KITTY HUDSON WAS BORN IN ARNOLD, NOTTINGHAM in 1765, the granddaughter of Mr. White, a sexton of St. Mary’s Church, Nottingham who she was left with from a young age. During the latter part of that century, Kitty’s strange story became infamous and saw her achieve something of a minor celebrity status due to it’s extreme oddity.
Artist’s impression of Kitty Hudson.
Available at: http://www.ournottinghamshire.org.uk/page_id__973_path__0p32p.aspx (R B Parish)
As a young girl of six years, Kitty was detailed to help out in St. Mary’s in keeping the place of worship spick and span and worked with a servant at the church, a young woman who would give Kitty instructions as they worked alongside each other. It is said that the servant girl would implore that Kitty pick up and collect any dropped pins and needles while sweeping the pews and aisles of the church and reward the youngster with a stick of toffee for every mouthful that she produced. The young Arnold girl diligently set about collecting the pins and needles and storing them in her mouth as she went about her work and it becoming a firm habit. The habit became so engrained in fact that it was said that Kitty could barely sleep, eat or drink without the strange practise of storing pins and needles in her mouth, even to the point of constantly disturbing her sleep to replenish the store of pins and needles in her mouth, that she might rest peacefully. Friends recorded at this time that Kitty’s teeth were ground down almost to her gums.
After time, the young girl reported an enduring numbness in her limbs and intense pain along with difficulty in sleeping and was taken to hospital in August, 1783 after numerous failed treatments. With inflammation in her right arm, a pair of needles were discovered under the skin adjacent her wrist and were removed. Other needles were also found in her arm and painfully extracted.
In an incredible story, before Kitty was finally discharged from hospital in the summer of 1785, the sexton’s granddaughter underwent a long series of operations to remove huge numbers of pins, needles and bone from her arms, legs, feet and other parts of her body. Both Kitty’s breasts had to be removed as needles and pins were lodged around her breastbone. Amongst various alarming notes taken during her two-year plus incarceration in hospital it was recorded that Kitty passed a needle through her urine and also vomited a needle. The minutes from her hospital stay were said to be voluminous and of extreme interest to the medical profession.
There was an extraordinary ending to Kitty Hudson’s story as she survived her self induced ordeal and was discharged to go on to marry her childhood sweetheart from the town of Arnold. The young man, by the name of Goddard, had coincidentally been an out-patient at the same hospital, being treated for a head complaint from which he subsequently lost an eye. Her to-be-intended would cheer Kitty’s spirits by telling her he would marry her should her life ever be spared. The young Arnold girl would later claim that it was her sweetheart’s faith and love that delivered her through her many sufferings to become well again.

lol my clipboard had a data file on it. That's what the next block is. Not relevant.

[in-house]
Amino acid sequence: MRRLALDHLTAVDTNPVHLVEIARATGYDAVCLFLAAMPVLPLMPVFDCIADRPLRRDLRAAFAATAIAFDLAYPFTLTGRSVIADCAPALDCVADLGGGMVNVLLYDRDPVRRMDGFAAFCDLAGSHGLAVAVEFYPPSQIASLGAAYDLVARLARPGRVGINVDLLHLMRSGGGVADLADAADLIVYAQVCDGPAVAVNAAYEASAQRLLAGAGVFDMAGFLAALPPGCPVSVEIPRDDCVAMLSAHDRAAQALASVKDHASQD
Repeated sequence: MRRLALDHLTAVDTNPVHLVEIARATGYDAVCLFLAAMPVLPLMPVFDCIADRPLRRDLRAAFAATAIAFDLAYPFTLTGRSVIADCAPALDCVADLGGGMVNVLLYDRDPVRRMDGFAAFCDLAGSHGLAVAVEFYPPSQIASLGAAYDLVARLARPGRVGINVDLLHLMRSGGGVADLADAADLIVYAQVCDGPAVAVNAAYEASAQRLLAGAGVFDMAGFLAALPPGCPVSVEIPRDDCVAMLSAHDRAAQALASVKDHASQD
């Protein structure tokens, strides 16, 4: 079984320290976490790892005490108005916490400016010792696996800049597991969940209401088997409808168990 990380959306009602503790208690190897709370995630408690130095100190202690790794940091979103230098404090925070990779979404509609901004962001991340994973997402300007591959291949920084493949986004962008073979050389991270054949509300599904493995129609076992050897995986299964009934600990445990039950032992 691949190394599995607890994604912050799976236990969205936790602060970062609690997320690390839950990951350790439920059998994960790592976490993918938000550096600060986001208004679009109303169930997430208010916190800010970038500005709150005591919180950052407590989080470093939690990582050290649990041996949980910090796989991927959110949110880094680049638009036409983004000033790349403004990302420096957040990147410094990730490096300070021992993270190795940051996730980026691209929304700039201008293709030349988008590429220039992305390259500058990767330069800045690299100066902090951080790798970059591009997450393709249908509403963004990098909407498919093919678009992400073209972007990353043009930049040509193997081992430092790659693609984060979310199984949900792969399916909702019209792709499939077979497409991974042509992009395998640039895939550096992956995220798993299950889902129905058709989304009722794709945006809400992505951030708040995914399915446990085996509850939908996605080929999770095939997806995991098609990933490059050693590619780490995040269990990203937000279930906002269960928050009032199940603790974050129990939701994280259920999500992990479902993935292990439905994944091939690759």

The young couple married and, incredibly, Kitty bore her partner nineteen children. In this period of history with infant mortality so high, the practice was for children of the parish to be Christened within three days of being born. Duly, eighteen of Kitty’s children were baptised though sadly just one survived infancy. That child, a daughter, died at just nineteen years of age.
During her later years, Kitty carried the post on foot from Arnold to Nottingham – a round walk of some eight miles – twice daily. She was described at this time as being six feet tall, stout and somewhat masculine in appearance. She would wear a small bonnet about her way and drab clothing of worsted stockings, a coarse woollen petticoat, strong shoes and with a leather post bag slung over her shoulder.
In 1814 Kitty’s husband died and she remarried to Henry Ludham of South Wingfield in Derbyshire where she bore no further children. Interestingly, her step son, Charles Ludlam the village shoemaker stated in the Marlborough Express of 1907 that the legacy of Kitty’s swallowing of pins and needles remained with her for the rest of her life. That journal recorded thus: ‘To the end of life pins and needles kept coming at intervals from her body. At first a black spot would appear and then it soon began to fester, the head next came in sight, and it was pulled out, and the wound soon healed.’ Her step son stated Kitty’s body to be as ‘a colander, full of tiny holes.’ .
In spite of this, Kitty was able to live a decent and good life and remained fit and able to carry out her daily duties until passing away at seventy years of age. So ended peacefully the remarkable story of Kitty Hudson, the human pin cushion of Arnold, Nottingham.